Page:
With that being said, it should be no surprise that thanks to the ridiculously good soundtrack, I am now a massive Offspring fan. They provided the music along with Bad Religion and their fast paced sound perfectly complements the gameplay. I own every album. But before Crazy Taxi, I’d never heard a single track.
As I said in my previous “Shenmue” post, I won’t go into the details of gameplay. If you haven’t already played the game, then you should find a copy and play it. It is dangerously addictive. I love how it’s such a hard game to master, yet it isn’t annoying or frustrating trying to learn. You find yourself starting to plan routes just to shave the extra few seconds off. I’ve not played the Crazy Taxi arcade machine a lot and when I did play it, I was bloody awful. However, I would love to get my hands on one (if you have one, contact me). I had the Dreamcast version and I can’t advise strongly enough that you get a copy of it. I feel that the chunkier Dreamcast control pad just adds that bit of extra chaos and a bit less control that stupidly adds more to the game, unlike newer console control pads. Unfortunately, later versions also don’t have the original soundtrack or the product placements thanks to problems with getting the rights and I feel the game loses something without these.
I loved everything about Crazy Taxi and I wasn’t sure how the people at SEGA could improve on it. Then they brought out Crazy Taxi 2 and it became obvious – more than one passenger at a time. Genius. When that was brought up in the brainstorming meeting, they must have just stood up and gone “YES!” and hit the pub. A winning idea. A quick change of scenery and characters and they had a great sequel (but they took Gena out! I was gutted!). But to me, after this, that was it. Crazy Taxi is a Dreamcast game to me and always will be. Other console versions are just not the same.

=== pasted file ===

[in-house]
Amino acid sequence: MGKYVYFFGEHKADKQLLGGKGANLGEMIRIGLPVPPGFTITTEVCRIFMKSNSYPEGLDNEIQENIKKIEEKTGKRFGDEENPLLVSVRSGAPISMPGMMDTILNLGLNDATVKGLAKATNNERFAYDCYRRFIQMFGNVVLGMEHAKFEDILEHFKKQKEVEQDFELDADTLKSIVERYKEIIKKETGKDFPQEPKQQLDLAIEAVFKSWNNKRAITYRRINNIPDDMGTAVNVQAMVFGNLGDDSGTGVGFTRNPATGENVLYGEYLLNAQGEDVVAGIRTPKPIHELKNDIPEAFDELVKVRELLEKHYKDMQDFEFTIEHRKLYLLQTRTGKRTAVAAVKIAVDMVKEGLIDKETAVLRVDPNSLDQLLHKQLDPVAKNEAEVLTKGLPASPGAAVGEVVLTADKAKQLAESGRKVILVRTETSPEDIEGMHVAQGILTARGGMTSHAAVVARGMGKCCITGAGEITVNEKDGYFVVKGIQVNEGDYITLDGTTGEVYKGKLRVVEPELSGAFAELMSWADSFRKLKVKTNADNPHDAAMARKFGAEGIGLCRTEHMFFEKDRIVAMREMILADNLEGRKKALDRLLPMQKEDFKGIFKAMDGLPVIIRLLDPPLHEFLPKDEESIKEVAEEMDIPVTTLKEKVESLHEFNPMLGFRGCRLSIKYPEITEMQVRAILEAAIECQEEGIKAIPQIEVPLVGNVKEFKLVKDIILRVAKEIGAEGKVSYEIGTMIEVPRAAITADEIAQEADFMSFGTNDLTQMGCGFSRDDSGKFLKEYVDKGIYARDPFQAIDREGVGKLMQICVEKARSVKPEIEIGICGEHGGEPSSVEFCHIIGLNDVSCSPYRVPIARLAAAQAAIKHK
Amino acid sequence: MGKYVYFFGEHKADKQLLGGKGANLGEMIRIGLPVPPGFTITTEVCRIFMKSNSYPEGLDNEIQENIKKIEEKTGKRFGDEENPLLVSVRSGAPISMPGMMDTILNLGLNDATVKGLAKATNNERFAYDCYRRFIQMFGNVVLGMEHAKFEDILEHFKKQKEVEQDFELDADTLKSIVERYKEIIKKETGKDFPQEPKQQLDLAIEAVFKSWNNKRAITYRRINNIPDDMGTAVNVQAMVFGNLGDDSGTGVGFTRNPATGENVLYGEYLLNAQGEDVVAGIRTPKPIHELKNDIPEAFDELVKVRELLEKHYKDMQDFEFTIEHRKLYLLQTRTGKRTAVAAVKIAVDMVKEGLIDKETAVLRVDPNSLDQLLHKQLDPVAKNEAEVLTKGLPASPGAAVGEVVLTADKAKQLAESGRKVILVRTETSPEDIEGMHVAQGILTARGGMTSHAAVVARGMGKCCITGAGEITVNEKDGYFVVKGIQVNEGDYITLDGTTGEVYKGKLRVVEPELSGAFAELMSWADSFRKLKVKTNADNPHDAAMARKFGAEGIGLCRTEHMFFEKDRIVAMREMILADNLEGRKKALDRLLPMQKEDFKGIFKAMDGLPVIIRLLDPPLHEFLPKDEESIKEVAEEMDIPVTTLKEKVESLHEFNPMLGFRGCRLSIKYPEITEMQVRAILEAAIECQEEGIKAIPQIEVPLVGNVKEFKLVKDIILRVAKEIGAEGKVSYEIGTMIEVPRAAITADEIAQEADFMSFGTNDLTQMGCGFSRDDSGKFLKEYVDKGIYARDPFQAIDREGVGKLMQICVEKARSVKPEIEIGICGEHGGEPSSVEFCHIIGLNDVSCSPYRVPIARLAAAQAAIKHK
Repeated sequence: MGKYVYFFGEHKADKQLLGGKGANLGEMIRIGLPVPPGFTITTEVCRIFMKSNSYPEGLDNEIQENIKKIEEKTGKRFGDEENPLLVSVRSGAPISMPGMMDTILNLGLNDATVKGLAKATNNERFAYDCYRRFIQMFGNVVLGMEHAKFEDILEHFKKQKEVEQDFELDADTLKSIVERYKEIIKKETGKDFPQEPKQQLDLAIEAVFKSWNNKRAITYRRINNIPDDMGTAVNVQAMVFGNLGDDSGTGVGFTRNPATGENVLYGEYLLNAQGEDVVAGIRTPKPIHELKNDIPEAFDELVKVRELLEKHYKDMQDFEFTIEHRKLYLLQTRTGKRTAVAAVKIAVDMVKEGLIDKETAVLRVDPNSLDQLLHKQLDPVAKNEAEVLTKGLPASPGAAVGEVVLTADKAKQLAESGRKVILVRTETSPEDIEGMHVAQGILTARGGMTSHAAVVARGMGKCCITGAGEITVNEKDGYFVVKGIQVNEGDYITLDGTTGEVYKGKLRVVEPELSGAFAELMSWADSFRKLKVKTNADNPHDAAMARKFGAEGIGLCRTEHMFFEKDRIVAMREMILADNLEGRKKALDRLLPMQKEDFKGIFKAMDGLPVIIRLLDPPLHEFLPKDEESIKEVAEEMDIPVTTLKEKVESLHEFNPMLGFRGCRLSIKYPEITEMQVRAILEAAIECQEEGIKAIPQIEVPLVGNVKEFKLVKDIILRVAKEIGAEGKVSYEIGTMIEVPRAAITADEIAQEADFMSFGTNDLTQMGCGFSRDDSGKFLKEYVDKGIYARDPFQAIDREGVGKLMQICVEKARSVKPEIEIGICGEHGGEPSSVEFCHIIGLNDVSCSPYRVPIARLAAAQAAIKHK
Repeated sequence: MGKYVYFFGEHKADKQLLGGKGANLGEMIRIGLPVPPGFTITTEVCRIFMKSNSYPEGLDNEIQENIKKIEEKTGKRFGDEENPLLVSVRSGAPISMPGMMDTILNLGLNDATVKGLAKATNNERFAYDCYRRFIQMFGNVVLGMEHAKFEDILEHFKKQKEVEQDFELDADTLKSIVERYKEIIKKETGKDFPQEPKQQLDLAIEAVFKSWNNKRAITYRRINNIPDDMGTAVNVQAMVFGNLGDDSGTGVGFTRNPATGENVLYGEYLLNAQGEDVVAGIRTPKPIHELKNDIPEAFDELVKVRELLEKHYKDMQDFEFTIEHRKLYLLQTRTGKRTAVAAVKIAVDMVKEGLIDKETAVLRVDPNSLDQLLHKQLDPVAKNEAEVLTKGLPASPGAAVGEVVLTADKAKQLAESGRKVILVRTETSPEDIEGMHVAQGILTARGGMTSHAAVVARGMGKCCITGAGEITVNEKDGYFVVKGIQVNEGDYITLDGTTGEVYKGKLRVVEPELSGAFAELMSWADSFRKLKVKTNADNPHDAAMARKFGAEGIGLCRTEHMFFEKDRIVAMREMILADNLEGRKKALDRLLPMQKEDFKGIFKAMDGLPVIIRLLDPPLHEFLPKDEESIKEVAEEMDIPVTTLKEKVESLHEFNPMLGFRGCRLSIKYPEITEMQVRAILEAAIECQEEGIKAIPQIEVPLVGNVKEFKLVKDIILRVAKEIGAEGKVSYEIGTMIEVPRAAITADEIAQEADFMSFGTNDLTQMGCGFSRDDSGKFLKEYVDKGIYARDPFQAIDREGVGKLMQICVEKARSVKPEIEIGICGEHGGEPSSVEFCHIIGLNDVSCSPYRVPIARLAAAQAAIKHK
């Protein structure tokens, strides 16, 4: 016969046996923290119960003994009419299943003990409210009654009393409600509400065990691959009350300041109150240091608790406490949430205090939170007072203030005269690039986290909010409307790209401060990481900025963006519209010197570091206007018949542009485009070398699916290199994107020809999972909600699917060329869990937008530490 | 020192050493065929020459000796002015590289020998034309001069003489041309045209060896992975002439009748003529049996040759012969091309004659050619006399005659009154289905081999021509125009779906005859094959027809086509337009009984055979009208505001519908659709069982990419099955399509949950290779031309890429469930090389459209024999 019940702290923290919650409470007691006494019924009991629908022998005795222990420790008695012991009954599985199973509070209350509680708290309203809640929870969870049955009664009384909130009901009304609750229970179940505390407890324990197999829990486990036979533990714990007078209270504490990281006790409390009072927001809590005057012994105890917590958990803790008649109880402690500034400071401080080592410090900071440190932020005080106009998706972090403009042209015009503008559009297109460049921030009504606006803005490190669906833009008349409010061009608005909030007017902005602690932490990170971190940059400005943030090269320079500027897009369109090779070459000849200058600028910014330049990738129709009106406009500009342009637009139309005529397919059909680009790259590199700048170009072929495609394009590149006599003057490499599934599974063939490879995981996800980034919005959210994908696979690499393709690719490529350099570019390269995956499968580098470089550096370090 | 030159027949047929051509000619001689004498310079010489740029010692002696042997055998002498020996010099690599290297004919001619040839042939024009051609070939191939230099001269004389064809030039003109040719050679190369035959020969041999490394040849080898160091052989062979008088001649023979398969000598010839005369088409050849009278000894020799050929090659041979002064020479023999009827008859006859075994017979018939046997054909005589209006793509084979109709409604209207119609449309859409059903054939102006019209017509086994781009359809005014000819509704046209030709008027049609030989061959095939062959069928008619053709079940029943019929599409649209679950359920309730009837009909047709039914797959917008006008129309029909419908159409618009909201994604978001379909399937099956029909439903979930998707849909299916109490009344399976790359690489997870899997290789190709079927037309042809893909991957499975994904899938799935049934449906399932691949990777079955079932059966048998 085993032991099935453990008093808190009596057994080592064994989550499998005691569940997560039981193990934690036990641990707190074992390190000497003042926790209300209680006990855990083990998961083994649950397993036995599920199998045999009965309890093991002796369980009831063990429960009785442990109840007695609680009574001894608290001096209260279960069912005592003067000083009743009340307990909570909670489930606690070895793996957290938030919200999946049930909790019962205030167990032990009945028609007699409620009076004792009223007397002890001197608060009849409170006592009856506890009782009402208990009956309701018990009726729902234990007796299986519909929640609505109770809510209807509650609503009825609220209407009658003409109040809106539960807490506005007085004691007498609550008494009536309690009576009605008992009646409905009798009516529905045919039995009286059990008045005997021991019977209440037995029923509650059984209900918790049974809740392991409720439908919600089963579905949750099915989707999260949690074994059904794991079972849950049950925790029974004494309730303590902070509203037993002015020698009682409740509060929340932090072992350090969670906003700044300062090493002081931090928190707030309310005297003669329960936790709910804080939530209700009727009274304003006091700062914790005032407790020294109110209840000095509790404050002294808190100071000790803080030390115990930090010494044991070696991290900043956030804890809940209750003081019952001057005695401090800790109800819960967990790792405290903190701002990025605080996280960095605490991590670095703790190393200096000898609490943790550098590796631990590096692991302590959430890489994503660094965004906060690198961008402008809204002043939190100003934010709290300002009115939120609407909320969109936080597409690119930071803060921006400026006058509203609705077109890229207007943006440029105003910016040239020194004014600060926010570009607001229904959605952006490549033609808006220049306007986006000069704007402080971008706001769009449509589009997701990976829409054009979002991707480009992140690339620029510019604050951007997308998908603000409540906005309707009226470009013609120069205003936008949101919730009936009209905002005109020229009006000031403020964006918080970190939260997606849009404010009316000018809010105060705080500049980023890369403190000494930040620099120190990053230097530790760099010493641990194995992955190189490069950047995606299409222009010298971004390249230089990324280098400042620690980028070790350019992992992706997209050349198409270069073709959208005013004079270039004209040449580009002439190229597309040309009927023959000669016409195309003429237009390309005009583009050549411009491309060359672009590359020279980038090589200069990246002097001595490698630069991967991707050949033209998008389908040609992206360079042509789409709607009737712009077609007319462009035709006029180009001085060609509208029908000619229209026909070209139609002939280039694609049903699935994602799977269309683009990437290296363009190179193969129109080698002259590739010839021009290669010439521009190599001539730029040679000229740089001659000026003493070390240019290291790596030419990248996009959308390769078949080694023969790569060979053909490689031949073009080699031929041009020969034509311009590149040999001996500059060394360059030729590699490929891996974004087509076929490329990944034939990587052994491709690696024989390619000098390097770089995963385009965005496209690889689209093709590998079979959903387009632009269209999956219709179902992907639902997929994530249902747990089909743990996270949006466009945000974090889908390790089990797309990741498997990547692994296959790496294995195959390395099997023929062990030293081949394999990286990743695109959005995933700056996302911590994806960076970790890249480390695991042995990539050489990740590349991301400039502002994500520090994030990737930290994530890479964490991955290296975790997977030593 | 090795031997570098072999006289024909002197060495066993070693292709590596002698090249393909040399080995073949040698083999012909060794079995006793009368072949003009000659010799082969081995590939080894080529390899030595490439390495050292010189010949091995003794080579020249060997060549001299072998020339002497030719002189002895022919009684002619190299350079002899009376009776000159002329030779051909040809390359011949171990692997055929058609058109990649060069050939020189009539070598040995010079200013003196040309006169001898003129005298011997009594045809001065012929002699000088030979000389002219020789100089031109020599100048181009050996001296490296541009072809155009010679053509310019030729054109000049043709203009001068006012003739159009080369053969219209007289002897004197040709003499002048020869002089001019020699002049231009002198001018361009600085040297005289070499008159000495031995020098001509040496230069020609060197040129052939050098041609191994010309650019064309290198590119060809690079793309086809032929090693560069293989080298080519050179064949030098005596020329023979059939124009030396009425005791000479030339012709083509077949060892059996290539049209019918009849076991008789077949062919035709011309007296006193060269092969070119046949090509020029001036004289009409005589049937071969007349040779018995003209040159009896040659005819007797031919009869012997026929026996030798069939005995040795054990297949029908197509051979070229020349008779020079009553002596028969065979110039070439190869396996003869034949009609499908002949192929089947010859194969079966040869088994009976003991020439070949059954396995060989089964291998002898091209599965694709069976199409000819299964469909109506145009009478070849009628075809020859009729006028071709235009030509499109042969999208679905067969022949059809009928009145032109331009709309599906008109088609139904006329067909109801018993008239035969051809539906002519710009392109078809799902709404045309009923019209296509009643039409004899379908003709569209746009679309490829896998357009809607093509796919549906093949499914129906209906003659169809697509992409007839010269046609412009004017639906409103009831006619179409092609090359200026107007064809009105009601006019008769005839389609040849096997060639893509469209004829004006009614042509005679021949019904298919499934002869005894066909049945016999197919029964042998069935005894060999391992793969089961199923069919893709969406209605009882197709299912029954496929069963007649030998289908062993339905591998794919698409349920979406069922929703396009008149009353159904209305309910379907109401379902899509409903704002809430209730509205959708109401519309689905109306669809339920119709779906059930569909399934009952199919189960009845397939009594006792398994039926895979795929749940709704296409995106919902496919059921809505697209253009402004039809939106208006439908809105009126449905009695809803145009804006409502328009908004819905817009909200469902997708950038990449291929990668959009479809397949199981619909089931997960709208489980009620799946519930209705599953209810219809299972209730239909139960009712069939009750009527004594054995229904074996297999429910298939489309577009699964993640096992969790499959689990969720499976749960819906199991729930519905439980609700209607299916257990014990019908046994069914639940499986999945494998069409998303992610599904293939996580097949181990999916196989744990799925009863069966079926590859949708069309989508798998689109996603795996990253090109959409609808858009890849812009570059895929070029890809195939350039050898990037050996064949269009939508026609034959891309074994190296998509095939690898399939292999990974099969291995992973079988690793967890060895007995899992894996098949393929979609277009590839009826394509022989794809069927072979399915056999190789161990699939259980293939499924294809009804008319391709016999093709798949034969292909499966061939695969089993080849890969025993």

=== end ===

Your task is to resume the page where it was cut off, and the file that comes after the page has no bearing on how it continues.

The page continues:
Besides all this, there’s one overwhelming reason why this is one of my favourite games. I love this game simply because, on the Dreamcast, I was “The Best”. I was the Dog’s Bollocks. I’ve never been “The Best” at a game before this. When I was a kid, online leaderboards were a pipedream. The only way you could really tell how good at a game you were was from consistently beating your mates.
I thought I was “The Best” at Track and Field. Not real Track and Field, obviously. I mean the Playstation version. My fingers were ridiculously fast and my wrist movement was exemplary (possibly due to the fact that as a teenager, I wasn’t exactly popular with the ladies). I always thought I was “The Best”, until I was challenged by a friend of a friend. On a hot summer’s day, I sat in a mate’s garage, ready to put it all on the line. With all the boys I knew in attendance, I took part in a high class contest that will span the ages…and I fucking lost on the canoeing. I still dispute that loss. I practiced on a different version of the game which never had canoeing and no-one would tell me how to do it, because they all wanted the other boy to win. He knows I had him. How he can look himself in the mirror every day knowing that he won in the way he did is beyond me. Saying that, God only knows what his parents were thinking overhearing “I DON’T KNOW WHAT I’M DOING? I DON’T KNOW WHAT I’M DOING? OH, WAIT, I’VE GOT IT NOW! YES! OH YES! COME ON! COME ON! YES! YES! I’M NEARLY THERE! JUST A LITTLE MORE! ARGHHHHHH! FUCK!”.
No such dispute with Crazy Taxi, I am “The Best”. There is no doubt about it. I have beaten everyone. In the immortal words of Bret “The Hitman” Hart “I’m the best there is, the best there was and the best there ever will be”. I will take on all comers. If you think you can beat me, then step up and I will put you right back in your place. I will now quote the great Ric Flair “To be the Man, WOOOOO, you gotta beat the Man!” and I’m the Man.